Prime Minister Theresa May’s speech at the Mansion House on Monday demonstrated that her government has a gaping hole where it should have a foreign policy.
The Lord Mayor’s dinner is the annual opportunity for a British Prime Minister to take stock of the UK’s foreign policy and to map its future direction. David Cameron was a master of this speech. His delivery in November 2015, following the heavy loss of life in the Paris terrorist attacks, forensically set out the UK’s strategy and capacity to engage internationally to counter the threat of terrorism.
In contrast May’s focus was on the need to ensure that the benefits of “liberalism and globalisation” are more evenly distributed. For her, the EU referendum and the US presidential election should be read as wake-up call. Important as this analysis may be for electoral politics, it does not set out a clear road map for the UK’s future foreign policy. It also resulted in a speech in which May made no reference to key security challenges faced by the UK, such as Russia and the ongoing conflict in Syria.
With the UK facing the most challenging period in its foreign affairs since the Second World War, the absence of a clear government narrative on Britain’s future foreign policy is a major concern. Britain’s planned exit from the European Union is now taking place alongside the election of a US President who, as a candidate, challenged the global liberalised free-trading order that Britain helped to construct, and the security alliance rooted in NATO. Most of the central tenets of the UK’s foreign, security and defence policy have now been called into question.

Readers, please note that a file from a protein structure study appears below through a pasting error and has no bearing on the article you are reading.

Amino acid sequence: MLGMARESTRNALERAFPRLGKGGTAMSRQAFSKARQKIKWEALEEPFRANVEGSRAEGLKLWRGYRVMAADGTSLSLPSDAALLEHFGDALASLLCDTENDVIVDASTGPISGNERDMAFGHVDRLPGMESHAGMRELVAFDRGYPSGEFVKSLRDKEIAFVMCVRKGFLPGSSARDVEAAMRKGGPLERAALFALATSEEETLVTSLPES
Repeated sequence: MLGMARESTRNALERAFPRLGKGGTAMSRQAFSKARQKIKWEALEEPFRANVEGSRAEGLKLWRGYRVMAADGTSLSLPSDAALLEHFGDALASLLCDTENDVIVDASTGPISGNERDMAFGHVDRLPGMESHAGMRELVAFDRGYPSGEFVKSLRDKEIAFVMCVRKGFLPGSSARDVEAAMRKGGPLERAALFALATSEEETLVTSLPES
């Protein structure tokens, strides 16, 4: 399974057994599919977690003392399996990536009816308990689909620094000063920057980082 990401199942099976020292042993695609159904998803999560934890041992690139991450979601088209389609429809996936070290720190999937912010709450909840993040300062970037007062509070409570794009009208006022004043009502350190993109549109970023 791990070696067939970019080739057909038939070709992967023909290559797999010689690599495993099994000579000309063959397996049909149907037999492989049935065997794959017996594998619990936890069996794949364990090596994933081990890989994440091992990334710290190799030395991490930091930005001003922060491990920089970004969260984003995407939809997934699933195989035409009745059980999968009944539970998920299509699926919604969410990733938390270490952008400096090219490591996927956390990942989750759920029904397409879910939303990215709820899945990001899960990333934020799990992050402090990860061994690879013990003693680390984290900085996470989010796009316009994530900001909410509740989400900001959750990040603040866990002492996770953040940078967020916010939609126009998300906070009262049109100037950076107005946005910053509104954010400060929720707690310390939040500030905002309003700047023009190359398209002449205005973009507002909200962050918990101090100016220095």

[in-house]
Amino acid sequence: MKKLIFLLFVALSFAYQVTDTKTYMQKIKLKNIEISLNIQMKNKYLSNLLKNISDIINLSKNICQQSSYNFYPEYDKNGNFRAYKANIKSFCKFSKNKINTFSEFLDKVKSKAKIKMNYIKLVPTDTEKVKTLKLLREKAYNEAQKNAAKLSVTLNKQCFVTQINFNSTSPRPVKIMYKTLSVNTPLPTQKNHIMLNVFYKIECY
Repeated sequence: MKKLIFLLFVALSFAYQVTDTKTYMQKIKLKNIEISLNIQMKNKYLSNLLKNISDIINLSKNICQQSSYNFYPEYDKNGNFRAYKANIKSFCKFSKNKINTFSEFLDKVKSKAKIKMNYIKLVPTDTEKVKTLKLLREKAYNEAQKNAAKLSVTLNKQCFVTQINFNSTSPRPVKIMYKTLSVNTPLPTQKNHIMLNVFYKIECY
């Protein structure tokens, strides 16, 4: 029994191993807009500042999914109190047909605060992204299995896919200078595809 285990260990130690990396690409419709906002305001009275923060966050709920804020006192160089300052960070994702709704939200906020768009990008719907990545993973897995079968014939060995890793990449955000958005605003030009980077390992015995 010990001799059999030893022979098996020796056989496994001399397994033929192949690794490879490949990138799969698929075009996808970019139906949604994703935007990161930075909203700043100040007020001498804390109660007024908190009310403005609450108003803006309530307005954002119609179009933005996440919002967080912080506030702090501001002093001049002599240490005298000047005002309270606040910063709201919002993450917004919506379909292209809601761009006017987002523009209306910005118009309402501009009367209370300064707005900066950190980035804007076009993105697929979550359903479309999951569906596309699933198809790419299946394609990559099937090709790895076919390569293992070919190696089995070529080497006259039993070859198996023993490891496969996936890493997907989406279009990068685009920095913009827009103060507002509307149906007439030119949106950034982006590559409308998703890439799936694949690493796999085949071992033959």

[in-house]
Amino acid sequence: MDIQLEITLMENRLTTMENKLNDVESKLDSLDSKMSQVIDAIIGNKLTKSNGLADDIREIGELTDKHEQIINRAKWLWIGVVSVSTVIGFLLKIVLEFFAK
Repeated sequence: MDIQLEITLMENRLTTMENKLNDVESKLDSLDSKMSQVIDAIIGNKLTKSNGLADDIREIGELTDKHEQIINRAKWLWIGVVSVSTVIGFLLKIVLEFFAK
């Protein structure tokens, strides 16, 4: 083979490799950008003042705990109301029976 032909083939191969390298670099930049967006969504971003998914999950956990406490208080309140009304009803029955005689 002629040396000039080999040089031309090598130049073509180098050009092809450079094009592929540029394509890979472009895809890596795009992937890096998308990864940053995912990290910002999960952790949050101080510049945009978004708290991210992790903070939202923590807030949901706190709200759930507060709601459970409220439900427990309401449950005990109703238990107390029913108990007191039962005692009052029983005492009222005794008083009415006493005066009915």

Avoiding tough talking about the challenges to the UK’s foreign policy is becoming the default position of the May government. Her Mansion House speech contained a rallying cry for the UK to be a global leader. But for what purpose? Beyond making a softer version of globalisation work, she was not clear.
The impression of avoiding a debate on future UK foreign policy is reinforced by the speeches and statements of the Foreign secretary, Boris Johnson, who appears content to conduct the UK’s public diplomacy through a combination of tweet-length bon mots and attempts to publicly antagonise other European governments.
PM May has also further diminished the UK’s capacity for addressing its major diplomatic challenges by redistributing responsibility, staff and resources. The UK now has three secretaries of state influencing foreign policy – Johnson, but also David Davis at the Department for Exiting the European Union and Liam Fox at the Department for International Trade. Each are presenting piecemeal, and sometimes contradictory, positions on how the UK’s sees its future relations with the EU and third countries. To add to the confusion, the secretary of state for International Development Priti Patel has publicly called for new objectives and spending priorities for the UK’s development policy.
Negotiating the UK’s exit from the EU is going to be the UK’s most pressing foreign policy challenge in the coming years. It will be the major preoccupation for Britain’s diplomatic and civil service machinery. And it will be made considerably more difficult if the UK’s exit from the EU isn’t embedded in a broader and deeper understanding of Britain’s future place in the world.
The Prime Minister’s controlling instincts (demonstrated in No.10’s handling of the Brexit negotiations) are not a good starting point for debating the future for Britain’s foreign policy. Her government will need to make difficult choices. It must balance the needs of its post-Brexit economy, recalibrate relationships with its neighbours in Europe, and work out where, and for what purpose, to build deeper foreign and security policy relationships beyond Europe.
The UK must draw up a clear roadmap for its post-Brexit role in the world. Otherwise, the danger is that the UK’s foreign policy will be simply a defensive reaction to the twists and turns of an unpredictable Trump Presidency.
Professor Richard G. Whitman is Senior Fellow at The UK in a Changing Europe programme. This piece originally featured in the New Statesman.